There are several limitations that we recognize in this research. As with all research on arthroscopic treatment of FAI using modern techniques such as cam osteoplasty, labral repair, and microfracture, we report relatively short-term results. The groups in this research were not randomized, and this introduces bias into the outcomes. Furthermore, there was some crossover in that the patients in the simultaneous group requiring significant microfracture and non–weight-bearing status postoperatively were treated in a staged manner. More motivated patients may have been more likely to elect to enter group 1, which could potentially bias the results in favor of simultaneous surgery. Furthermore, patients allocated to group 2 because of large areas of microfracture or borderline dysplasia would be expected to have lower long-term outcome scores, again favoring simultaneous surgery. The number of complications was very low in each group, so any comparison specifically focused on complications would require numbers far in excess of those in the current study to be powered appropriately given the scarcity of complications in hip arthroscopy in general. Many of the patients in this study were high-level professional or semiprofessional athletes, which may affect the data. The access to advanced rehabilitation measures and the preoperative conditioning status of high-level athletes can lead to better outcomes postoperatively.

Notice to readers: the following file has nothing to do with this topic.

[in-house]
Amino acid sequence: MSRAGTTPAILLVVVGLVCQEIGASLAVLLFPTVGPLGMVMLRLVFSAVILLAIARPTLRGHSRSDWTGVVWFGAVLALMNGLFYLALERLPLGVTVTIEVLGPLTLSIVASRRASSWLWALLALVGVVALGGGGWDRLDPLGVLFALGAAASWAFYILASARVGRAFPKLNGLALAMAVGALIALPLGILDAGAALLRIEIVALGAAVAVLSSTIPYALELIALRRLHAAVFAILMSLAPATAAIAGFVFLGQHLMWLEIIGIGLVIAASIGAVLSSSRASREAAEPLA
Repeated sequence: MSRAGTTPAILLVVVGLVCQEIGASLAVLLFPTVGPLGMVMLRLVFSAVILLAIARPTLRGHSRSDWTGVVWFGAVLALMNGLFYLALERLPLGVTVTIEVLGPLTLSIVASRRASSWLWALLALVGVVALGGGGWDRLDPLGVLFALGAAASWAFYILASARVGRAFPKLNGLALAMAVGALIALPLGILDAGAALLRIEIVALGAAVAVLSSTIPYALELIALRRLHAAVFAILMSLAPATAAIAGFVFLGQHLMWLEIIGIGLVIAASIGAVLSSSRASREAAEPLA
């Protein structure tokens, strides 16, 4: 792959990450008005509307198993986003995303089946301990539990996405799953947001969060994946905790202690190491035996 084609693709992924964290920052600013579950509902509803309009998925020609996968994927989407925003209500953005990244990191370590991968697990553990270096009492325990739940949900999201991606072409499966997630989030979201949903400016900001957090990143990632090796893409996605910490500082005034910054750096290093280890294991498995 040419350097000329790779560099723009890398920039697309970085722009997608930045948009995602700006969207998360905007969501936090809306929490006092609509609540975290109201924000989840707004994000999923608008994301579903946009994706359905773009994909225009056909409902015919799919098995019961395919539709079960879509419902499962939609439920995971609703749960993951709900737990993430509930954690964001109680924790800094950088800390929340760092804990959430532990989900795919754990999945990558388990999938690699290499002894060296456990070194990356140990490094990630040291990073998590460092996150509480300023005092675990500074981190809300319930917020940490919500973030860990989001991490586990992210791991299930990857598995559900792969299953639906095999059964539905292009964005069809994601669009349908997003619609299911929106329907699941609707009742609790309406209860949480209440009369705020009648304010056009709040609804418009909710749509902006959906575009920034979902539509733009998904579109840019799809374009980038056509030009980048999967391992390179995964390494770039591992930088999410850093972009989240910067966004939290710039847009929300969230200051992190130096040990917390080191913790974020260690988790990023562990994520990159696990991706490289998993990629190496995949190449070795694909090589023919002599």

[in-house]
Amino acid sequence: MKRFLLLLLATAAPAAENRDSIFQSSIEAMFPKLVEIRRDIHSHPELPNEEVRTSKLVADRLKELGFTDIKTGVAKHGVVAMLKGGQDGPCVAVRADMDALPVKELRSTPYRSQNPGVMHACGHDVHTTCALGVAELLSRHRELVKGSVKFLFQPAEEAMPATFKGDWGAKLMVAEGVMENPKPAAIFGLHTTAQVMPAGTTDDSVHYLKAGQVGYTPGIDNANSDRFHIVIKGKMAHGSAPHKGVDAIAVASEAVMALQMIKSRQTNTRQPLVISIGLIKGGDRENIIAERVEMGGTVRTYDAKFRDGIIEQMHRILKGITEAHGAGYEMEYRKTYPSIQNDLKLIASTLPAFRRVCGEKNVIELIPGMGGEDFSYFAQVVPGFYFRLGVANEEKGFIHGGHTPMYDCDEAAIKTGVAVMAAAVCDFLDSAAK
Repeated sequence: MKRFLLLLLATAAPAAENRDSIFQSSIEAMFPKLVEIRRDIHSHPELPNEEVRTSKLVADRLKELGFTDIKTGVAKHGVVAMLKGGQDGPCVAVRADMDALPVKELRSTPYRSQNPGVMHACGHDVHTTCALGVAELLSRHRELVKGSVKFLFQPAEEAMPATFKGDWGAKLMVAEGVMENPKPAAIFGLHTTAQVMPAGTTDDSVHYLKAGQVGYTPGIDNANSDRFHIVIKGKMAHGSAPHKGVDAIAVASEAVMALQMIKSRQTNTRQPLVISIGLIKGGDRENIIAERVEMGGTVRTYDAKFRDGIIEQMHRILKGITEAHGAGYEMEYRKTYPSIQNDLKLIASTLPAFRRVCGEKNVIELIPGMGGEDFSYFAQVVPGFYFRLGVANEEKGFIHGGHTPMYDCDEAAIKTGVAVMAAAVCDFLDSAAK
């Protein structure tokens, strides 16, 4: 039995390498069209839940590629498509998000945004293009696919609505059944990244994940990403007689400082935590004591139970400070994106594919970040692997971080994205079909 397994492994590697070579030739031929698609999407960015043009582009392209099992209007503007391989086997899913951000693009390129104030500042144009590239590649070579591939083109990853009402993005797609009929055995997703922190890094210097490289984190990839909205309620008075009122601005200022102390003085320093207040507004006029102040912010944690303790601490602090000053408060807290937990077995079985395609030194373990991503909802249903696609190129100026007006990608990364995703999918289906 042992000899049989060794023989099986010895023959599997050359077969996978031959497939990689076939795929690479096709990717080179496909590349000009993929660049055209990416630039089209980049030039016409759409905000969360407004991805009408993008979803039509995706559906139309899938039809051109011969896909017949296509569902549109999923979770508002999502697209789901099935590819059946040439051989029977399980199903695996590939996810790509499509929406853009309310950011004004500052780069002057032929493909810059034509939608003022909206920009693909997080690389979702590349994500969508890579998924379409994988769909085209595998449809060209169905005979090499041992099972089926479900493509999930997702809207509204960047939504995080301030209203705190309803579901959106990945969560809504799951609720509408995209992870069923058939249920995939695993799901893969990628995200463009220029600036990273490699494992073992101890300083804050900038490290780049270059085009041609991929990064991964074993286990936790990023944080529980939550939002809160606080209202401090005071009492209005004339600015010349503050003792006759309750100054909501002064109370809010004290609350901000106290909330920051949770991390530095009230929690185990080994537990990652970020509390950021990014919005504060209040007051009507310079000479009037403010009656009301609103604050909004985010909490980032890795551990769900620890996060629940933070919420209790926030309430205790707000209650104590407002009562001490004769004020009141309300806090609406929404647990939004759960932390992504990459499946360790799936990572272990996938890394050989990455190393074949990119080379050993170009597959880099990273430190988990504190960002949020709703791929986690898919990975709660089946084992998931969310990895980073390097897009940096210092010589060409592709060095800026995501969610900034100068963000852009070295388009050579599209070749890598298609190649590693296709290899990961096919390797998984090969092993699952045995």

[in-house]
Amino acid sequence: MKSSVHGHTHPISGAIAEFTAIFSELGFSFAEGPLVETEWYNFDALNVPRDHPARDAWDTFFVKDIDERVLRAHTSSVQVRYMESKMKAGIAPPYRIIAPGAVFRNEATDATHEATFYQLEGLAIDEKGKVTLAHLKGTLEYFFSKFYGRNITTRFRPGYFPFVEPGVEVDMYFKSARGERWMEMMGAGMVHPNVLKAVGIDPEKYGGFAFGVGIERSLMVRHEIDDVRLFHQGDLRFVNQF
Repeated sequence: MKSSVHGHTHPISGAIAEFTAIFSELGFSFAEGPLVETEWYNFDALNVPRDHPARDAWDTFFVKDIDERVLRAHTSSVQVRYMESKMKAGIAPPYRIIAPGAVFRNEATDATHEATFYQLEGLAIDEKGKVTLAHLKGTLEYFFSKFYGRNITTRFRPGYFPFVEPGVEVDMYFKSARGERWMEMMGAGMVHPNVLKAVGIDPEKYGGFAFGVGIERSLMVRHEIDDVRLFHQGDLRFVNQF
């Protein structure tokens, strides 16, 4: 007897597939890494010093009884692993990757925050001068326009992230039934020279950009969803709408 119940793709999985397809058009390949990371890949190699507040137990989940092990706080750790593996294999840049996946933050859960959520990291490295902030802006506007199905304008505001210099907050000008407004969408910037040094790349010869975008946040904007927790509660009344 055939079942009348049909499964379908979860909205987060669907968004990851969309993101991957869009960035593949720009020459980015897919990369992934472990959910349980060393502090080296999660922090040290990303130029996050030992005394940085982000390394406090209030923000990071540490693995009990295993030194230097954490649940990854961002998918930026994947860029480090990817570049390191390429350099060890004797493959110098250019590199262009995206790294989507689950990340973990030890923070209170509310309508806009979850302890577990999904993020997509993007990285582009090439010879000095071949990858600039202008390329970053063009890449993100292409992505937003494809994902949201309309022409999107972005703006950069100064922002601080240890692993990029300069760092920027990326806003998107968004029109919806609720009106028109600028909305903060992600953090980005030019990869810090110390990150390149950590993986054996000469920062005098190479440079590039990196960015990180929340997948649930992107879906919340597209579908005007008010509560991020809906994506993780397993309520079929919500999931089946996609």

Conclusions

      Simultaneous FAI surgery does not lead to higher rates of complications, postoperative pain, analgesic use, or side effects. The return to daily activities and clinical outcome scores are similar to a single-hip procedure with the advantage of a single rehabilitation.

      Acknowledgment

      The authors thank Andriy Noshchenko, M.D., Ph.D., for his significant contribution in the planning and statistical analysis of this work.